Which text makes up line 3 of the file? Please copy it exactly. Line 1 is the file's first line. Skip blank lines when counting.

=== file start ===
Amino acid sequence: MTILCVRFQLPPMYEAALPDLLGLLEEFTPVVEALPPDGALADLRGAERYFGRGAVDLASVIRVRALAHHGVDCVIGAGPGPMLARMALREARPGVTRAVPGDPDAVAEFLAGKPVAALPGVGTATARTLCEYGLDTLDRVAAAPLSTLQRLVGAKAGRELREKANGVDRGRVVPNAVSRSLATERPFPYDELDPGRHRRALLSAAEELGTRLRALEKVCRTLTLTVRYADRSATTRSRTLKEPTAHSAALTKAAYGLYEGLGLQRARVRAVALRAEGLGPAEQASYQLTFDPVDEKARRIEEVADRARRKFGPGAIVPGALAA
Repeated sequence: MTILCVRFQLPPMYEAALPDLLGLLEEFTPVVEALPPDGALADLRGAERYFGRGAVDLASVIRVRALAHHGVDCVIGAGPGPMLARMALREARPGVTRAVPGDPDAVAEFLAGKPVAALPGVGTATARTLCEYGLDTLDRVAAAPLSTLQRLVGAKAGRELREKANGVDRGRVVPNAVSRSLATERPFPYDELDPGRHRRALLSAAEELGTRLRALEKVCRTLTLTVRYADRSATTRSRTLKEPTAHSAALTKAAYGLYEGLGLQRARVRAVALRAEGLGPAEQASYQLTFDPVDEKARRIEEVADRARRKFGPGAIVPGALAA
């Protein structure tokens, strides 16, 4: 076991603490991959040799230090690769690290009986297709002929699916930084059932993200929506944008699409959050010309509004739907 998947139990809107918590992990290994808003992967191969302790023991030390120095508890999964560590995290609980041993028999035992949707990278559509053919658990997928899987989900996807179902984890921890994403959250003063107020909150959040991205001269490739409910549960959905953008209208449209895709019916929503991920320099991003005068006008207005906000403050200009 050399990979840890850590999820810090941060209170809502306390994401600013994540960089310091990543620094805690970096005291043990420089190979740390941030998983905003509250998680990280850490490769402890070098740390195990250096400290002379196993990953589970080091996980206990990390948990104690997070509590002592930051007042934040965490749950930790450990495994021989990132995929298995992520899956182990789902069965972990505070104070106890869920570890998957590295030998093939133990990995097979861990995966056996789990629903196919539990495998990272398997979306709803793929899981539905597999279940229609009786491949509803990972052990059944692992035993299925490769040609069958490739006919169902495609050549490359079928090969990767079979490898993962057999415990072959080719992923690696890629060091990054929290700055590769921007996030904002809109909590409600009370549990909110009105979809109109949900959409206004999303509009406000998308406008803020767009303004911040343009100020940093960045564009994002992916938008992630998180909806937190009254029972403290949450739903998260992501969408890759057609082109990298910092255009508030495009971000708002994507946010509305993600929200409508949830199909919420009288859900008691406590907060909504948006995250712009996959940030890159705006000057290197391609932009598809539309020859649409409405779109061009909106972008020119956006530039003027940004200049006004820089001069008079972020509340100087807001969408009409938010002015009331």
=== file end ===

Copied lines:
């Protein structure tokens, strides 16, 4: 076991603490991959040799230090690769690290009986297709002929699916930084059932993200929506944008699409959050010309509004739907 998947139990809107918590992990290994808003992967191969302790023991030390120095508890999964560590995290609980041993028999035992949707990278559509053919658990997928899987989900996807179902984890921890994403959250003063107020909150959040991205001269490739409910549960959905953008209208449209895709019916929503991920320099991003005068006008207005906000403050200009 050399990979840890850590999820810090941060209170809502306390994401600013994540960089310091990543620094805690970096005291043990420089190979740390941030998983905003509250998680990280850490490769402890070098740390195990250096400290002379196993990953589970080091996980206990990390948990104690997070509590002592930051007042934040965490749950930790450990495994021989990132995929298995992520899956182990789902069965972990505070104070106890869920570890998957590295030998093939133990990995097979861990995966056996789990629903196919539990495998990272398997979306709803793929899981539905597999279940229609009786491949509803990972052990059944692992035993299925490769040609069958490739006919169902495609050549490359079928090969990767079979490898993962057999415990072959080719992923690696890629060091990054929290700055590769921007996030904002809109909590409600009370549990909110009105979809109109949900959409206004999303509009406000998308406008803020767009303004911040343009100020940093960045564009994002992916938008992630998180909806937190009254029972403290949450739903998260992501969408890759057609082109990298910092255009508030495009971000708002994507946010509305993600929200409508949830199909919420009288859900008691406590907060909504948006995250712009996959940030890159705006000057290197391609932009598809539309020859649409409405779109061009909106972008020119956006530039003027940004200049006004820089001069008079972020509340100087807001969408009409938010002015009331």